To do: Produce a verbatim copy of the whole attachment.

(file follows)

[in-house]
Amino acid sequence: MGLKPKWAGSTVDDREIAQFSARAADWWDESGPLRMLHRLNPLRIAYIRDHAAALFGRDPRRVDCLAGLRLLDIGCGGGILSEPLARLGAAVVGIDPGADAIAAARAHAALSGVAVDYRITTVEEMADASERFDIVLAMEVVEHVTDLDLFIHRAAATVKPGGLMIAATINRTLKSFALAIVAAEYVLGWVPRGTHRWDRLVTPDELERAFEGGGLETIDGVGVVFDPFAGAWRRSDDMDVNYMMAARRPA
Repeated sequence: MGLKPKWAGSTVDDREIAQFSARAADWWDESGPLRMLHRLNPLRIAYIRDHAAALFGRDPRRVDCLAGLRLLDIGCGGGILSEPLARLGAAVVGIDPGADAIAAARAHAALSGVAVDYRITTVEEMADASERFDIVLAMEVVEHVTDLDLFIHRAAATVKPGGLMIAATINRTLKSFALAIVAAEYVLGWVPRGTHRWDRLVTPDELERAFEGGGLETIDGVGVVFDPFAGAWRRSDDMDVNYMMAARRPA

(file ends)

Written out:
[in-house]
Amino acid sequence: MGLKPKWAGSTVDDREIAQFSARAADWWDESGPLRMLHRLNPLRIAYIRDHAAALFGRDPRRVDCLAGLRLLDIGCGGGILSEPLARLGAAVVGIDPGADAIAAARAHAALSGVAVDYRITTVEEMADASERFDIVLAMEVVEHVTDLDLFIHRAAATVKPGGLMIAATINRTLKSFALAIVAAEYVLGWVPRGTHRWDRLVTPDELERAFEGGGLETIDGVGVVFDPFAGAWRRSDDMDVNYMMAARRPA
Repeated sequence: MGLKPKWAGSTVDDREIAQFSARAADWWDESGPLRMLHRLNPLRIAYIRDHAAALFGRDPRRVDCLAGLRLLDIGCGGGILSEPLARLGAAVVGIDPGADAIAAARAHAALSGVAVDYRITTVEEMADASERFDIVLAMEVVEHVTDLDLFIHRAAATVKPGGLMIAATINRTLKSFALAIVAAEYVLGWVPRGTHRWDRLVTPDELERAFEGGGLETIDGVGVVFDPFAGAWRRSDDMDVNYMMAARRPA